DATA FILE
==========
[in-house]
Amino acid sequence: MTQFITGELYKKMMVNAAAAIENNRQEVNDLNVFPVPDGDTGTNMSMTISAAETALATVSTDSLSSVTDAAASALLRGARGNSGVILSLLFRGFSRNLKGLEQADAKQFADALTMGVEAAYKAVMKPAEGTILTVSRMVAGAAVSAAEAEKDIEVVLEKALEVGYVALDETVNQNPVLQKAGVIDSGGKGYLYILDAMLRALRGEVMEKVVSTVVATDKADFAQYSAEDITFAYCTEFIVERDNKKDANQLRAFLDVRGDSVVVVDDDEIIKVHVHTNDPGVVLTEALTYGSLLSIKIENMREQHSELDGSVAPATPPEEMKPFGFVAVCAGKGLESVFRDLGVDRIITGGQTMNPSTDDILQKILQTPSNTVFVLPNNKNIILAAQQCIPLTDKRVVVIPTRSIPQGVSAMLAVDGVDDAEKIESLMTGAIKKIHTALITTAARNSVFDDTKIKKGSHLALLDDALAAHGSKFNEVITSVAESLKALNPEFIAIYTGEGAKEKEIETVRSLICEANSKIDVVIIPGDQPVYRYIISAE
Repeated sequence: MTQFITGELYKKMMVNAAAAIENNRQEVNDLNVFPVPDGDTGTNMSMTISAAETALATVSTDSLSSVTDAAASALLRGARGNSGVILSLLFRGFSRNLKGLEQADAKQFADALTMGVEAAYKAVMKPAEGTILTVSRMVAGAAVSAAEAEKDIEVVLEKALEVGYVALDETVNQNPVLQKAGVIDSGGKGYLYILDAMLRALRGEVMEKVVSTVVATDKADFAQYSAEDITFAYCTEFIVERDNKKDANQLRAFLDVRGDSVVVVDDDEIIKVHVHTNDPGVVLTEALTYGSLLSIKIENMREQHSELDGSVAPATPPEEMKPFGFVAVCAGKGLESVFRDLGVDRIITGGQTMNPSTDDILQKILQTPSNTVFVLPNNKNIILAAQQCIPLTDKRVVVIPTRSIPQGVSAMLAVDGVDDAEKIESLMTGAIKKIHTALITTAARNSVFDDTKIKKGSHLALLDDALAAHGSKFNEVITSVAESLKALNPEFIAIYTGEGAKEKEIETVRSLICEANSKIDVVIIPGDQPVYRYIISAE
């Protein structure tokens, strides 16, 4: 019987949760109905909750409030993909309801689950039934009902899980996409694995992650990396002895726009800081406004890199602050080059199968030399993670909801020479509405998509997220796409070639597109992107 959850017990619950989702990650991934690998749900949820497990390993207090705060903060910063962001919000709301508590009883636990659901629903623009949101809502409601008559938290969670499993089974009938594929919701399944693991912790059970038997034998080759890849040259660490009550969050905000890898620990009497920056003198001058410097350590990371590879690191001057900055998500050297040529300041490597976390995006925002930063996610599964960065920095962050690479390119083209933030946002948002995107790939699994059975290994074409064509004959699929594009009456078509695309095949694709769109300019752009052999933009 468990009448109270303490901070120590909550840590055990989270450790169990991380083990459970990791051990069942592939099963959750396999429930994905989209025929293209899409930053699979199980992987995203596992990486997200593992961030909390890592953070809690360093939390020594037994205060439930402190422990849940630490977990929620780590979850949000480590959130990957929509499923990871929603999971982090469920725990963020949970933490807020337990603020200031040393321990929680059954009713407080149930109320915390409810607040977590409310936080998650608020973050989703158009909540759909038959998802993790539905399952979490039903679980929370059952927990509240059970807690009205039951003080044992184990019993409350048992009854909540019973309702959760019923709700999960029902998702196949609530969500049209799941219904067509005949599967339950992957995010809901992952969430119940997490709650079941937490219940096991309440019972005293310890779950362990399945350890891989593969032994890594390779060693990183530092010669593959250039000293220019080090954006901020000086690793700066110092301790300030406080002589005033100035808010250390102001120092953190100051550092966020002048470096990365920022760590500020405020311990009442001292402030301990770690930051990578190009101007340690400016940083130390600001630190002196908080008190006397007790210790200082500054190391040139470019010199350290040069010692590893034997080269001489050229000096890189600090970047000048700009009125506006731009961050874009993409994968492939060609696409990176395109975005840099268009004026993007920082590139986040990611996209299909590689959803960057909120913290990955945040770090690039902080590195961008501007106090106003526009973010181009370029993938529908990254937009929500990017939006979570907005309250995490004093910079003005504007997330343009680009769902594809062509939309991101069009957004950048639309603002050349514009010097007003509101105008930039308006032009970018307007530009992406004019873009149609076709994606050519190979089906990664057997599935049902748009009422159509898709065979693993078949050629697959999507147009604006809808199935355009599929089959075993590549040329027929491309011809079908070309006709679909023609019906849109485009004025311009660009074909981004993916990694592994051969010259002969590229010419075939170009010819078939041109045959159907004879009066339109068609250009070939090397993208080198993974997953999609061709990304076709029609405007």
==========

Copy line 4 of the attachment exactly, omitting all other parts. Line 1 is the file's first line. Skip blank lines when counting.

């Protein structure tokens, strides 16, 4: 019987949760109905909750409030993909309801689950039934009902899980996409694995992650990396002895726009800081406004890199602050080059199968030399993670909801020479509405998509997220796409070639597109992107 959850017990619950989702990650991934690998749900949820497990390993207090705060903060910063962001919000709301508590009883636990659901629903623009949101809502409601008559938290969670499993089974009938594929919701399944693991912790059970038997034998080759890849040259660490009550969050905000890898620990009497920056003198001058410097350590990371590879690191001057900055998500050297040529300041490597976390995006925002930063996610599964960065920095962050690479390119083209933030946002948002995107790939699994059975290994074409064509004959699929594009009456078509695309095949694709769109300019752009052999933009 468990009448109270303490901070120590909550840590055990989270450790169990991380083990459970990791051990069942592939099963959750396999429930994905989209025929293209899409930053699979199980992987995203596992990486997200593992961030909390890592953070809690360093939390020594037994205060439930402190422990849940630490977990929620780590979850949000480590959130990957929509499923990871929603999971982090469920725990963020949970933490807020337990603020200031040393321990929680059954009713407080149930109320915390409810607040977590409310936080998650608020973050989703158009909540759909038959998802993790539905399952979490039903679980929370059952927990509240059970807690009205039951003080044992184990019993409350048992009854909540019973309702959760019923709700999960029902998702196949609530969500049209799941219904067509005949599967339950992957995010809901992952969430119940997490709650079941937490219940096991309440019972005293310890779950362990399945350890891989593969032994890594390779060693990183530092010669593959250039000293220019080090954006901020000086690793700066110092301790300030406080002589005033100035808010250390102001120092953190100051550092966020002048470096990365920022760590500020405020311990009442001292402030301990770690930051990578190009101007340690400016940083130390600001630190002196908080008190006397007790210790200082500054190391040139470019010199350290040069010692590893034997080269001489050229000096890189600090970047000048700009009125506006731009961050874009993409994968492939060609696409990176395109975005840099268009004026993007920082590139986040990611996209299909590689959803960057909120913290990955945040770090690039902080590195961008501007106090106003526009973010181009370029993938529908990254937009929500990017939006979570907005309250995490004093910079003005504007997330343009680009769902594809062509939309991101069009957004950048639309603002050349514009010097007003509101105008930039308006032009970018307007530009992406004019873009149609076709994606050519190979089906990664057997599935049902748009009422159509898709065979693993078949050629697959999507147009604006809808199935355009599929089959075993590549040329027929491309011809079908070309006709679909023609019906849109485009004025311009660009074909981004993916990694592994051969010259002969590229010419075939170009010819078939041109045959159907004879009066339109068609250009070939090397993208080198993974997953999609061709990304076709029609405007």